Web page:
At Latitude 38 Entertainment, each of the three partners – Dave Graham, Justin Dragoo and Jason Scoggins—has major areas of leadership responsibility for the festival. Graham, in addition to being CEO, has the hands-on task each year of creating BottleRock’s musical lineup. He spoke at length in December about his process.

“It begins by understanding who your fans are and what their demographic is,” he said. “At the end of the day, just like any business, what you’re trying to do is deliver on what it is that your customer wants.

“So the first thing that you have to do is get over what you personally like, and figure out whether or not any music that you’re listening to is in line with what your fans will want, and whether or not it’s in line with our brand.”

Graham emphasized that the representatives of artists and bands are a rich resource for developing a menu of choices for the lineup. “They’re the ones who are able to find the better acts,” he said. “They’re the ones who understand where things are trending in terms of music and genre and talent.

“You build relationships with these agents and managers, and they begin to push opportunities to you that you otherwise would not have heard of. That’s an advantage that you have the longer you’re in this business, those relationships.”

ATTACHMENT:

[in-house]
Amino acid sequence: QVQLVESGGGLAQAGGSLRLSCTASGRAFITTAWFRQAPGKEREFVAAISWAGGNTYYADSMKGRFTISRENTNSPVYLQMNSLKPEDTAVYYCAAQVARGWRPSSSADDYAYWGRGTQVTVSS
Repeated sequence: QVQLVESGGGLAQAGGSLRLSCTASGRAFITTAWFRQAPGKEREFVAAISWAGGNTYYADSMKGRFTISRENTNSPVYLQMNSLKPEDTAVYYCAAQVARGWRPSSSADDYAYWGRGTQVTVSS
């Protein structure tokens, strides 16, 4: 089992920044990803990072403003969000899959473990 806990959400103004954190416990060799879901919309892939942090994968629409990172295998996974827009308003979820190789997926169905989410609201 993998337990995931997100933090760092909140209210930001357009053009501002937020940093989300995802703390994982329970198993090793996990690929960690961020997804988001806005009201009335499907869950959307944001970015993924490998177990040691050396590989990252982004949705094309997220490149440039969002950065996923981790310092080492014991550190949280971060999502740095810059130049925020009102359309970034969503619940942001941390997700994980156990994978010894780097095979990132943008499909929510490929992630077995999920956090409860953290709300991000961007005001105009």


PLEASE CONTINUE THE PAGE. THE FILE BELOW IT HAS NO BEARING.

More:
“You’re reading a lot,” he added, “whether it’s Billboard, whether it’s Rolling Stone, whether it’s different blogs, to understand what’s happening, what’s going to be taking place.”

Early last year, Latitude 38 Entertainment partnered with industry giant Live Nation, an important source of reliable information about the universe of touring musicians. “We work with them to understand who’s touring,” Graham said “We can know that maybe there’s a possibility there, or just as important, that there’s not a possibility, so we don’t waste our time trying to work with bands that aren’t even going to be able to play.”

“And then you listen,” he said. This, it turns out, is relentless. “Whether working on other responsibilities that I have in the company or not, I’m listening to music. When I’m at home playing with my son, or at dinner with the family, we’re listening to music.